I remember being frightened, but I don’t think I was ever as afraid as I should have been.
Started fighting and covering wild fires in about 1973, first on casual crews out of the Forest Service station at Jerseydale, then for whoever would pay me to go watch and report back. So, mostly then it was humungous campaign fires, the ones that totally blew out to burn down subdivisions and this and that thousand acres of timber. Fires you could see from ten miles away when bowls of fire popped out of a ridge. Not the scary part.
If you’ve been smoked by a campfire or fireplace sometime and done that hold-your-breath-and-dodge thing, that’s the scary part, only on a wild fire there’s no place to dodge. The smoke suddenly blinds you and worst case there’s no information about which way to run. And it’s always steep, so not so much run as scramble. And you can’t see. Or breathe. Kind of a dry waterboarding I’d guess. Pretty bad. I never walk past a hillside of Bear Clover, as my suffering family knows, without thinking what a freaking misery it is in a fire. Just a ten-inch-tall little plant, hardly worth looking at, that produces in fire a godawful dense oily smoke. Makes my throat catch to remember it at all.
So this survival thing is operating and you have a moment later to recall how totally useless survival instinct can be. You can drop, if you think about it, because smoke does tend to rise and there is sometimes breathable air below knee level. If not, instinct or no, you’re either gonna get lucky or get hurt. That’s about it. Real survival in fires depends on planning ahead and being careful. These are not particularly practices that get good TV pictures. In TV land you run toward the fire. That’s what you do.
Campaign fires, three or four thousand people on the fire lines, military style campgrounds to feed and rest them. A small airforce worth of planes and helicopters. On a fire on the Ventana Wilderness I met the accountant who helicoptered around daily to the four fire campgrounds to collect pay records so checks could be cut in a timely manner. He was part of what they call ‘overhead’. Management. The fire was fifty miles long and burned above the Big Sur coast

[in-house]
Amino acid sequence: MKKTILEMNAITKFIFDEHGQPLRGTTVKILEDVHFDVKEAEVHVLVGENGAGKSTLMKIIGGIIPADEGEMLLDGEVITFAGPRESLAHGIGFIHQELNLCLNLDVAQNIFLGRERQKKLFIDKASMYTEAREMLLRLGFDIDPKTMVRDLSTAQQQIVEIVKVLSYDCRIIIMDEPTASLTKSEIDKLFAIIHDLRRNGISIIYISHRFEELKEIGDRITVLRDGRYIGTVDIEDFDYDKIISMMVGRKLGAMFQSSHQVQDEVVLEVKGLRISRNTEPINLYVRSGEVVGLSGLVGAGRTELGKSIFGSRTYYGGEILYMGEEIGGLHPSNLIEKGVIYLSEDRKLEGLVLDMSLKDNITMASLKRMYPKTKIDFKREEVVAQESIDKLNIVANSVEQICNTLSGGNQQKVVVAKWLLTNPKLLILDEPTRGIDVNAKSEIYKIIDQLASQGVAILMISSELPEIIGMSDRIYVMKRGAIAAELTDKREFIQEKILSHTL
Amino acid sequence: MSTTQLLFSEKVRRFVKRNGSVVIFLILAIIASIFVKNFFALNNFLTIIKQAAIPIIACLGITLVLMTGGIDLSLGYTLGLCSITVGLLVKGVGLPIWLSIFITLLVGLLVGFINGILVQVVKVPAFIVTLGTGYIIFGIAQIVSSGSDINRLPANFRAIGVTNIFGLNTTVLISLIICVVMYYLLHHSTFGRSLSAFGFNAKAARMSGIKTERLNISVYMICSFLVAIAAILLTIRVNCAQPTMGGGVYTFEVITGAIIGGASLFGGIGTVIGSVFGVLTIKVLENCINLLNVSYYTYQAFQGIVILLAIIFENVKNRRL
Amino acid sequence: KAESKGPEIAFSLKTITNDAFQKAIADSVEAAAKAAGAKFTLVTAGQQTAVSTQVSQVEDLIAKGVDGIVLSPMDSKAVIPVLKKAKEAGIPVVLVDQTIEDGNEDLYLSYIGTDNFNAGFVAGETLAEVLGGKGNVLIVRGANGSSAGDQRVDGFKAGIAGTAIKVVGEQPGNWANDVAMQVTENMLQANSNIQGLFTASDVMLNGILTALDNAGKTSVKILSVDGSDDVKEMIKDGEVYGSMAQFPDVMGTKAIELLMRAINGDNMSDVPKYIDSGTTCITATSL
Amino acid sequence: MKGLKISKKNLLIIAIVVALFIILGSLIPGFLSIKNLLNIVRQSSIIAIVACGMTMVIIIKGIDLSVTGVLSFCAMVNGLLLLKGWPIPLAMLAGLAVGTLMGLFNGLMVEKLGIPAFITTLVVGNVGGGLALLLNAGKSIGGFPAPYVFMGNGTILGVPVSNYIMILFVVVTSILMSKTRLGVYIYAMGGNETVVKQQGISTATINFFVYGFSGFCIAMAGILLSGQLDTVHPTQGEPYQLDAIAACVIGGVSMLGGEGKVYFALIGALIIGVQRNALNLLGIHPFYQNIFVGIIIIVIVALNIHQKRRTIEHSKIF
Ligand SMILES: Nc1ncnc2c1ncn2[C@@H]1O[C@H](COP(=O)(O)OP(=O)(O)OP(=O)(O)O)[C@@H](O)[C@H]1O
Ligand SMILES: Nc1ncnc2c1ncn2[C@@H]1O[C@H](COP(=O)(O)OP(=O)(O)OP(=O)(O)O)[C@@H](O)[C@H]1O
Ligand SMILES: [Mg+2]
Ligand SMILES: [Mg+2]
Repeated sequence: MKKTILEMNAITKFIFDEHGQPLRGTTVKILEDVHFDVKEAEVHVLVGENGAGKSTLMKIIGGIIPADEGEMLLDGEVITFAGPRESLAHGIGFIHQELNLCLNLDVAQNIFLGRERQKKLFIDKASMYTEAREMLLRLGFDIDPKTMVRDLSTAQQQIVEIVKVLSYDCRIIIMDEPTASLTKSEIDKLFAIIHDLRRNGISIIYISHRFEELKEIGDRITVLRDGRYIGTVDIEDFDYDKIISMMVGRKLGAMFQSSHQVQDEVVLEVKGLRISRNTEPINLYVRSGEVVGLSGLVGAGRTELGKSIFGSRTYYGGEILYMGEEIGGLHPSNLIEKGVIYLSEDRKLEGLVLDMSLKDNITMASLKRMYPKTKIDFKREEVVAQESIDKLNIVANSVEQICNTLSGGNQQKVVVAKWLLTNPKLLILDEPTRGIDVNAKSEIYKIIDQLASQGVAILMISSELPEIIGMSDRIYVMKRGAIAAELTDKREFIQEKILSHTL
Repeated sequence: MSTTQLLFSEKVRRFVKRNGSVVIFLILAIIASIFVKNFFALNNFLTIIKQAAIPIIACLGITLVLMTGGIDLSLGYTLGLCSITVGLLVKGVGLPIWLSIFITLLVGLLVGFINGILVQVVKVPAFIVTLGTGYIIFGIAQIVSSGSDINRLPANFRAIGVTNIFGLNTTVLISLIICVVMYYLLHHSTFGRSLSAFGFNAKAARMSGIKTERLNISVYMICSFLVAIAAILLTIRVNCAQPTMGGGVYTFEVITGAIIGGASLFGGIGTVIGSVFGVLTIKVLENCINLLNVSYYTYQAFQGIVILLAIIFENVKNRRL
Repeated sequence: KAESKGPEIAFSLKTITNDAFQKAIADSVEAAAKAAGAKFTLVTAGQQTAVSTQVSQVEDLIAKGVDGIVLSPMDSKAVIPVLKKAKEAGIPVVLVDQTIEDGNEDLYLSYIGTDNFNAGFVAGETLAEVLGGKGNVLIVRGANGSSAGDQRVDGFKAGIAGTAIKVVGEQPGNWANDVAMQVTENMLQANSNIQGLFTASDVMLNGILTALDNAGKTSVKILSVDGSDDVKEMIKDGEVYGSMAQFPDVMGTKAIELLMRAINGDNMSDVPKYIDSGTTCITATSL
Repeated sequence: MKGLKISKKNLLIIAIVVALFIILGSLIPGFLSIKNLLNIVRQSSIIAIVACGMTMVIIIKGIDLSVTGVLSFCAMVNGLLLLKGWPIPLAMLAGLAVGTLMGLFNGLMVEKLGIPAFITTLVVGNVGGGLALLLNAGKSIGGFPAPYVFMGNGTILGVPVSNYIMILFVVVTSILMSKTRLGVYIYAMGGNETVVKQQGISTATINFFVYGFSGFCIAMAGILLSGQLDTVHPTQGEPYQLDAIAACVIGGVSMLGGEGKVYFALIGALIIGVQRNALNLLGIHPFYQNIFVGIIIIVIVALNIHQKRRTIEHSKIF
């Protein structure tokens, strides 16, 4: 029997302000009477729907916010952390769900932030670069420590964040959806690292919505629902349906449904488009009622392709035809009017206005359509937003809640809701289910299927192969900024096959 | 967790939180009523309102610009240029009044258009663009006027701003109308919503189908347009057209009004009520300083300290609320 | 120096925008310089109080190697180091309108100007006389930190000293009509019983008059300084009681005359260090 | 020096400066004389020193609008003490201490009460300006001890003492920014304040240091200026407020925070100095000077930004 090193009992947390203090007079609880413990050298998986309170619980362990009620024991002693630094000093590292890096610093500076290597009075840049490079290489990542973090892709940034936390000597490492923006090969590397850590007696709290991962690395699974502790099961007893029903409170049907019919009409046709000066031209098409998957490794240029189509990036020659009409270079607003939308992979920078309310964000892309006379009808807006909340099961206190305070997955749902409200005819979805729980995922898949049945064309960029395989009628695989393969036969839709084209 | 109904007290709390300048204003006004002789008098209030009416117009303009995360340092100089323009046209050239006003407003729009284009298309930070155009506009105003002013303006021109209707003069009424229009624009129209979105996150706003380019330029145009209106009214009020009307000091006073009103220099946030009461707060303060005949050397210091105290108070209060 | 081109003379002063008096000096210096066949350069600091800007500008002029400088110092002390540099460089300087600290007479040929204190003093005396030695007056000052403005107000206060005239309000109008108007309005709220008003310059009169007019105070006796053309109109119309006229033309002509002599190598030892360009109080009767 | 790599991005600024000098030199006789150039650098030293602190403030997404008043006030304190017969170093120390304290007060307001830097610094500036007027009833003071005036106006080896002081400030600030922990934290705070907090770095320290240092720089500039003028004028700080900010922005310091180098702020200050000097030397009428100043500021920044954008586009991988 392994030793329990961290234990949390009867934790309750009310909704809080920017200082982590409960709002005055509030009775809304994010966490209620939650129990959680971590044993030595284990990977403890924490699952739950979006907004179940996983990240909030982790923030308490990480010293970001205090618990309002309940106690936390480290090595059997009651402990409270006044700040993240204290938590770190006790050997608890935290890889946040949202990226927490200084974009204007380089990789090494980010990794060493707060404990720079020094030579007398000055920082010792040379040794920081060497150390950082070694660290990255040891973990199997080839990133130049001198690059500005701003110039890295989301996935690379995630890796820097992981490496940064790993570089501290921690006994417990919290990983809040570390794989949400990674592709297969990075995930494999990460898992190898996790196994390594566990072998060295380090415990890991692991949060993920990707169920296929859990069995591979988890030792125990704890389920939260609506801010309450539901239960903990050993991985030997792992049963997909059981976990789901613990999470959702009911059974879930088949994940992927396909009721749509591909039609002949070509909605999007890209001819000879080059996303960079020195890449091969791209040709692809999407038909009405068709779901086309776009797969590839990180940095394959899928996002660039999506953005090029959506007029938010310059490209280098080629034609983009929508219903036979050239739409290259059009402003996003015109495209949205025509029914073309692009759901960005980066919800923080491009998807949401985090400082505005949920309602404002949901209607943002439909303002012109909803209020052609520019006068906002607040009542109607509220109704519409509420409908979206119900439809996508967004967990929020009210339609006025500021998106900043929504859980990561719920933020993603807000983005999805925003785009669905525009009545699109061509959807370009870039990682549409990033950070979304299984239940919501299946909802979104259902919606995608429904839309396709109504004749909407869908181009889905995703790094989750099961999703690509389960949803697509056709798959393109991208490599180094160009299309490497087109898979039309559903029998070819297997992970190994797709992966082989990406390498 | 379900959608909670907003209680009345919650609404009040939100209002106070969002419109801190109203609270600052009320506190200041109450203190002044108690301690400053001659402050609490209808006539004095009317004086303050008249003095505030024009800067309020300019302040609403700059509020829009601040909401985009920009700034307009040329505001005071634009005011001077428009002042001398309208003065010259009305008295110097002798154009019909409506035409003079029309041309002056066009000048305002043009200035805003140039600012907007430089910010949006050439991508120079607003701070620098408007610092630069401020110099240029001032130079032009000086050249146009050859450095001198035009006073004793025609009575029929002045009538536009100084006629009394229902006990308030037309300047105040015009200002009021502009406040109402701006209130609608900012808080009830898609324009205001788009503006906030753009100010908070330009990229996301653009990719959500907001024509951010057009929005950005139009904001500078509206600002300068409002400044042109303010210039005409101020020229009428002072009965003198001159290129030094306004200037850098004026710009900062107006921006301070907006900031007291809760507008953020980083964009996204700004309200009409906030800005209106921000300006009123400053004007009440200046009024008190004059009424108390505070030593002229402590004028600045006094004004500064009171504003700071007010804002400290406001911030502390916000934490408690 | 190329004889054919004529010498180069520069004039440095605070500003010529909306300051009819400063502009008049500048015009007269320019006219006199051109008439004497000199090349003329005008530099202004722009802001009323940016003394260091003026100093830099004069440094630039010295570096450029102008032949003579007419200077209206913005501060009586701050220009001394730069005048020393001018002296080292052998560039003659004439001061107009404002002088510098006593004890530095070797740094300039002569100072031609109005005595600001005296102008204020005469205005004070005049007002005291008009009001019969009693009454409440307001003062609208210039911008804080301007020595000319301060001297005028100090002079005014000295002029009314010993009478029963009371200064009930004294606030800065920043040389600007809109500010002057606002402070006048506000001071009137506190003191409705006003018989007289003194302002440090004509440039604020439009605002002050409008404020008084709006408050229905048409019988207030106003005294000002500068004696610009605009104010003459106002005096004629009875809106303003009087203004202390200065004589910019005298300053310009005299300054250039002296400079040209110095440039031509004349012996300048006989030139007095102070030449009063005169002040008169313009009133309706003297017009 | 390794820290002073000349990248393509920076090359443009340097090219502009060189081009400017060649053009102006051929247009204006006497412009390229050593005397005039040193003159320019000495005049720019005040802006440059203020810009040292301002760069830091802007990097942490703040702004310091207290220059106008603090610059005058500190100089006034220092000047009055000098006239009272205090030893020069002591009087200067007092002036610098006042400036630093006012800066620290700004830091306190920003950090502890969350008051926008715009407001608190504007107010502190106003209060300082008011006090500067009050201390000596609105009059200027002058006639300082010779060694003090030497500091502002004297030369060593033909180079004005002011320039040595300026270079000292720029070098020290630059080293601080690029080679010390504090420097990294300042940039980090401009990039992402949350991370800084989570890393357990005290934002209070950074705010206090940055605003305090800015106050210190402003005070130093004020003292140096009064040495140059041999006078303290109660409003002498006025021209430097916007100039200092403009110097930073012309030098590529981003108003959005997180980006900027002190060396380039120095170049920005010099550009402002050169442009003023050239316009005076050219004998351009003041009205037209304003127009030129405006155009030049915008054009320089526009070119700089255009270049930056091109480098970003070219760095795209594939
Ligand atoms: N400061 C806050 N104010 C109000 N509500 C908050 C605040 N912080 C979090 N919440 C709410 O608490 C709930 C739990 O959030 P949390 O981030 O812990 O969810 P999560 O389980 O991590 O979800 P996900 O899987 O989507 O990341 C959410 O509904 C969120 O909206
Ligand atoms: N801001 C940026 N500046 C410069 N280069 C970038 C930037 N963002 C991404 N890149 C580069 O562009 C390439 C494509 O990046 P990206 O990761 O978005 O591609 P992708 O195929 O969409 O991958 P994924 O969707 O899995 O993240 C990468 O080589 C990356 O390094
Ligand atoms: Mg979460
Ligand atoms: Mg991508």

Dave Fix and I walked down a dirt road on the King City side of the Ventana fire one afternoon looking for pictures for the TV people back in San Francisco. Hot day, fire crews on trucks passing us as we headed downhill. We walked for a few more minutes. Then trucks wildly backing up the hill again, guys yelling, some running back up. The fire had blown out, very suddenly, in fifty foot tall fingers flashing as bushes and trees, preheated as the fire moved toward us, exploded. Fix and I ran, as the saying goes, for our lives, two more yellow shirts carrying gear, gasping up the dirt track ahead of a blaze that was running faster than we were.
There is also a noise. In the campfire you can hear the pops as little pockets of heated gas ignite. I am indebted to John McPhee for the chemistry of fires, how the carbon molecules in wood shift and reconnect to form different gases – including, at certain conditions and temperatures – gasoline. And there’s a breath of steam, moisture in the cambium layer of the wood being turned to steam and boiling away in the air. Nice in a campfire. Horrific in a wild fire where the pops are explosions as mature trees, heated by the fire itself in environments where the fire is also consuming oxygen, heated to hundreds of degrees until it blows up, the exploding steam tearing the truck apart, burning top to bottom in an instant. In a large fire that happens to many trees at more or less the same time making a sound that, generally, if you are close enough to hear it, you are in trouble.
There is an expression: where’s there’s smoke, there’s fire. But what I remember is that when you were running from fire, the smoke wasn’t the problem.